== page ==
Did you know that listening to personal music players for too many hours a day, at too high a volume, can damage your hearing? This damage adds up over time, and it’s permanent. To keep enjoying the music you love, protect your hearing now.
Sound is measured in decibels, and because people can’t hear all pitches of sound, we often use A-weighted decibels (dBA) to describe sound based on what human ears can actually hear. Sounds at or below 70 dBA are generally considered safe. Any sounds at or over 85 dBA are more likely to damage your hearing over time. The maximum volume on your mobile device is likely 94 to 110 dBA!
Protect your hearing with these tips for smart listening
- Choose headphones that block out the sound around you. If your over-the-ear or in-the-ear headphones have a good seal, you’ll be less likely to turn up the volume to drown out other sounds. But be careful! If you’re moving around while listening to music with headphones or earbuds, you’ll need to stay safe and hear important sounds around you, like approaching cars, trains, bicycles, and other people.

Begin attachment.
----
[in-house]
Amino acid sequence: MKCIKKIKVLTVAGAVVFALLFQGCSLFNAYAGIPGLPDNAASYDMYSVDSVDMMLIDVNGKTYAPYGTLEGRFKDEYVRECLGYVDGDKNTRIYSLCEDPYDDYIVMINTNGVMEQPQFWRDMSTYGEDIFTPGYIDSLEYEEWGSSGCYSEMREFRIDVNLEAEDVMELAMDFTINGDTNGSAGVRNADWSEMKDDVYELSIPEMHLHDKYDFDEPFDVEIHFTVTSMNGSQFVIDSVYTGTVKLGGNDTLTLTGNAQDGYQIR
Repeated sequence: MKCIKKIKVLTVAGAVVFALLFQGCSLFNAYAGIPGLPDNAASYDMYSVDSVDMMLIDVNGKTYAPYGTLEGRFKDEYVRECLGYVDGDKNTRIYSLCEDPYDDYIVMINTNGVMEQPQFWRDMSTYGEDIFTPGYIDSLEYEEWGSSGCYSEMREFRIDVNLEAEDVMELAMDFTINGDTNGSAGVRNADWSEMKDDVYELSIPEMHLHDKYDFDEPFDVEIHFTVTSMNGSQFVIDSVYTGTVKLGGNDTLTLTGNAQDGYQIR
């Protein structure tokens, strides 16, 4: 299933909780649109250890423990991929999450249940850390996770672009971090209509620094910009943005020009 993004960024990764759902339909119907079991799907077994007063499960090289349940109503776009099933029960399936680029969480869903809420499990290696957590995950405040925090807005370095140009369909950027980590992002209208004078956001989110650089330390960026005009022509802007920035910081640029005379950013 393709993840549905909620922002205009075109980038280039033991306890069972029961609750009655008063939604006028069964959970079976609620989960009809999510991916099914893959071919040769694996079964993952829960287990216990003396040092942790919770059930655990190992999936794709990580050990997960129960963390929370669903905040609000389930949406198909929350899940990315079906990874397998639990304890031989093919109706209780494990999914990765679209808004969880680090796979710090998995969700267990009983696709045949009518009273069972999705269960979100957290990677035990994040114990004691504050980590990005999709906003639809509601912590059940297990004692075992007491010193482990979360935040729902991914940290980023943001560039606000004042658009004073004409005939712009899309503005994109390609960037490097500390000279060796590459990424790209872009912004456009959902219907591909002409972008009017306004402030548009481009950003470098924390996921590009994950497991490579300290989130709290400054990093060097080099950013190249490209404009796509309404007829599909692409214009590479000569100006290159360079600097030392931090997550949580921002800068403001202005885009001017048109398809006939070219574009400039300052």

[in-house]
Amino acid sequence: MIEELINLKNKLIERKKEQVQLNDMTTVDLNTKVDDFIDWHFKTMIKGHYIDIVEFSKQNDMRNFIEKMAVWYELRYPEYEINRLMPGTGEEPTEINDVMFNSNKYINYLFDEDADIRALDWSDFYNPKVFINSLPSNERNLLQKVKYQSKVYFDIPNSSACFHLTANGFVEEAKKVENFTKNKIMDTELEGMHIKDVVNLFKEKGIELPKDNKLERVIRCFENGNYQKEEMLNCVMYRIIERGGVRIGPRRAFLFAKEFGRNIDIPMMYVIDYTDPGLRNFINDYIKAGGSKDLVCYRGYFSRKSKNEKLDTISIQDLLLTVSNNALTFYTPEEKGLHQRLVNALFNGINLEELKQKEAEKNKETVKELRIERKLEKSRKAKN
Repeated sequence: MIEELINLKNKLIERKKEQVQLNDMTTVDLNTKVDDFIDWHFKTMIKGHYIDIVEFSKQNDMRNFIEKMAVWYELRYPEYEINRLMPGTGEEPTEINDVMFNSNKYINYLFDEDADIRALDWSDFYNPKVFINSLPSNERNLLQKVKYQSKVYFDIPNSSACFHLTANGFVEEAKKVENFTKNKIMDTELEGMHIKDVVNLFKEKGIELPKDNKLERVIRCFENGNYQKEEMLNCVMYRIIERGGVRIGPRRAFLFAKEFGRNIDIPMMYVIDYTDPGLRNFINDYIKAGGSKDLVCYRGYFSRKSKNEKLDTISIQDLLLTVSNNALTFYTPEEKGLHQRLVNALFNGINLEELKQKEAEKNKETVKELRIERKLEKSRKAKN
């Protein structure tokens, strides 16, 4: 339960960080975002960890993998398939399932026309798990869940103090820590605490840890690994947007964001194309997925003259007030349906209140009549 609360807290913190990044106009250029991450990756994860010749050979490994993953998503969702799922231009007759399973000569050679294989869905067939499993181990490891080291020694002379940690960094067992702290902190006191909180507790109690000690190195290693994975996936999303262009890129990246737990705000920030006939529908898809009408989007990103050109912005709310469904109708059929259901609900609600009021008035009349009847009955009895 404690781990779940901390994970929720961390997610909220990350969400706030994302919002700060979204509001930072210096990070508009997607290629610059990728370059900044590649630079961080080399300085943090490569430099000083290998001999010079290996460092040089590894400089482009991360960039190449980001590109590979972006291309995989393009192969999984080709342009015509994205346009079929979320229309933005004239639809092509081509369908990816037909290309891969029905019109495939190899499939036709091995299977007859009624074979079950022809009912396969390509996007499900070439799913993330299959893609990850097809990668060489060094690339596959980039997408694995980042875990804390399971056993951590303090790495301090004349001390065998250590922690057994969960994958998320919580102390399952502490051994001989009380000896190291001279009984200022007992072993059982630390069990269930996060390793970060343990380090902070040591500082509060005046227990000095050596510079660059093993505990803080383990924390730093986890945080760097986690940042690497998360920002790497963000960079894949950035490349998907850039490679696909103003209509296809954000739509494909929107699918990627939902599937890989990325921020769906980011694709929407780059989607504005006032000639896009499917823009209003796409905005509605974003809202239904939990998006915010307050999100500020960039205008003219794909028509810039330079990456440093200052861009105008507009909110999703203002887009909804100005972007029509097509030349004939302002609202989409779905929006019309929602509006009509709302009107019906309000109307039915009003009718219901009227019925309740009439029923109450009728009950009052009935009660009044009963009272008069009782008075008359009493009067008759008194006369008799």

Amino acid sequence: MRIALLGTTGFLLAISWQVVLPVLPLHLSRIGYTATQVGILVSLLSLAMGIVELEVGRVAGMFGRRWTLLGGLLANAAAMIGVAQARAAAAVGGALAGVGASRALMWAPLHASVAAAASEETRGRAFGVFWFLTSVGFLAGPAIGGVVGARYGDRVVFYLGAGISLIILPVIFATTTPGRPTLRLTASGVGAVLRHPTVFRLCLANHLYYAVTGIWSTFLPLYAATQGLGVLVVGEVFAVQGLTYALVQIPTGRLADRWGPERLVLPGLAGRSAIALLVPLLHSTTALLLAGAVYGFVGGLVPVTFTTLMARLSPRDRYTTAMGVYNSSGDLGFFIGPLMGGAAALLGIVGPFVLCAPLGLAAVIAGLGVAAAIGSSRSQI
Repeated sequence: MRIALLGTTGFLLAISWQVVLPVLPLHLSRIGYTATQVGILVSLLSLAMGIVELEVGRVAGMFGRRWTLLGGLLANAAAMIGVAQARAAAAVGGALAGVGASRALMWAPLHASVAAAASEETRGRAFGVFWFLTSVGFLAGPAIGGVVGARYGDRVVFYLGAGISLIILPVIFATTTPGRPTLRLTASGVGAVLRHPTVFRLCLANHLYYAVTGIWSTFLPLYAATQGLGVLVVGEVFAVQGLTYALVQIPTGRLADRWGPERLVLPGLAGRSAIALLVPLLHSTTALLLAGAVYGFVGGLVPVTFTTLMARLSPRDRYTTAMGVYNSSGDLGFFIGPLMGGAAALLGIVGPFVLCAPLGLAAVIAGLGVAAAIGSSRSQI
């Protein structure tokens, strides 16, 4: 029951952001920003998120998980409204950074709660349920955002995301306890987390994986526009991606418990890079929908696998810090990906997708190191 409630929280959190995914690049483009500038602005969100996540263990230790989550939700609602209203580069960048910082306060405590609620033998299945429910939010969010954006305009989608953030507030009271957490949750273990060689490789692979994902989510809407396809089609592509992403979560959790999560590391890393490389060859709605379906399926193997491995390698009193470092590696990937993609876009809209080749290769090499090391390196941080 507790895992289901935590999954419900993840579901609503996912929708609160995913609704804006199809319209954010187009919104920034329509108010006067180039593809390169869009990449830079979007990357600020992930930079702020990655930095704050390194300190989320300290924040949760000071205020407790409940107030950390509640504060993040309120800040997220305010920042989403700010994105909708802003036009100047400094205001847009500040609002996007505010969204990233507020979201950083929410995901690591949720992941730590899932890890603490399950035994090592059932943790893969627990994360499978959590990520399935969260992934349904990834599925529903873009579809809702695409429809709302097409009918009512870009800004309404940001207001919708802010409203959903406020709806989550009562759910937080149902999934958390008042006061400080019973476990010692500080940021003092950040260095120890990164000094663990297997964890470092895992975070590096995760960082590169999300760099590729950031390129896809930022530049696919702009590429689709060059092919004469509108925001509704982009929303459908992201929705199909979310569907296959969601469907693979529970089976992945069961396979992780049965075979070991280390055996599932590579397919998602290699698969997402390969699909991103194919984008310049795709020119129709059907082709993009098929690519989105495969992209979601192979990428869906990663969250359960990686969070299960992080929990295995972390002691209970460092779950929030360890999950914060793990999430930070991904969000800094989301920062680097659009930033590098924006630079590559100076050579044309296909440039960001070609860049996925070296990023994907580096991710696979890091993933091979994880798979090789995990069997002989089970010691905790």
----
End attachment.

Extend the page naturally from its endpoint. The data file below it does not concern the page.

- Try to use headphones or earbuds for only one hour a day.
- If you listen to music with headphones or earbuds for 1½ hours or less per day, set your device to play at no higher than 80 percent of the maximum volume.
- If you listen to music with headphones or earbuds for more than 1½ hours per day, set your device to play at no more than 60 percent of the maximum volume.
- Give your ears a rest: take regular breaks from your headphones or earbuds.
- Don’t listen with just one earbud. It’s harder to hear the music and you might be tempted to turn up the volume, putting that one ear at serious risk.
Taking these steps now will keep you listening to the beat for a long time to come!